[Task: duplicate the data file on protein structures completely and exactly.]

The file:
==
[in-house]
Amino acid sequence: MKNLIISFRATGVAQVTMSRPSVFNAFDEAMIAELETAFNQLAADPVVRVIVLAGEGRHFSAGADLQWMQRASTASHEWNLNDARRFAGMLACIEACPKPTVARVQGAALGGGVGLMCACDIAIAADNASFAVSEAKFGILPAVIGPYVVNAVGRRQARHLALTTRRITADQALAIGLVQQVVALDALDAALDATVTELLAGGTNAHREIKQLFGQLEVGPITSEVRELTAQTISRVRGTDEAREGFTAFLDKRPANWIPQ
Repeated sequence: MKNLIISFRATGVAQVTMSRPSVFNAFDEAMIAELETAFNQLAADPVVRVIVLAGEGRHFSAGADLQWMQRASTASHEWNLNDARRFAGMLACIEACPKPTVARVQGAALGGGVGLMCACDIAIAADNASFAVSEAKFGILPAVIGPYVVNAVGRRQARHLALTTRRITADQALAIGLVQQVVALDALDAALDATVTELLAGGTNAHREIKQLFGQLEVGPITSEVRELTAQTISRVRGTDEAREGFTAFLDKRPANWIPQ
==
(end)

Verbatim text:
[in-house]
Amino acid sequence: MKNLIISFRATGVAQVTMSRPSVFNAFDEAMIAELETAFNQLAADPVVRVIVLAGEGRHFSAGADLQWMQRASTASHEWNLNDARRFAGMLACIEACPKPTVARVQGAALGGGVGLMCACDIAIAADNASFAVSEAKFGILPAVIGPYVVNAVGRRQARHLALTTRRITADQALAIGLVQQVVALDALDAALDATVTELLAGGTNAHREIKQLFGQLEVGPITSEVRELTAQTISRVRGTDEAREGFTAFLDKRPANWIPQ
Repeated sequence: MKNLIISFRATGVAQVTMSRPSVFNAFDEAMIAELETAFNQLAADPVVRVIVLAGEGRHFSAGADLQWMQRASTASHEWNLNDARRFAGMLACIEACPKPTVARVQGAALGGGVGLMCACDIAIAADNASFAVSEAKFGILPAVIGPYVVNAVGRRQARHLALTTRRITADQALAIGLVQQVVALDALDAALDATVTELLAGGTNAHREIKQLFGQLEVGPITSEVRELTAQTISRVRGTDEAREGFTAFLDKRPANWIPQ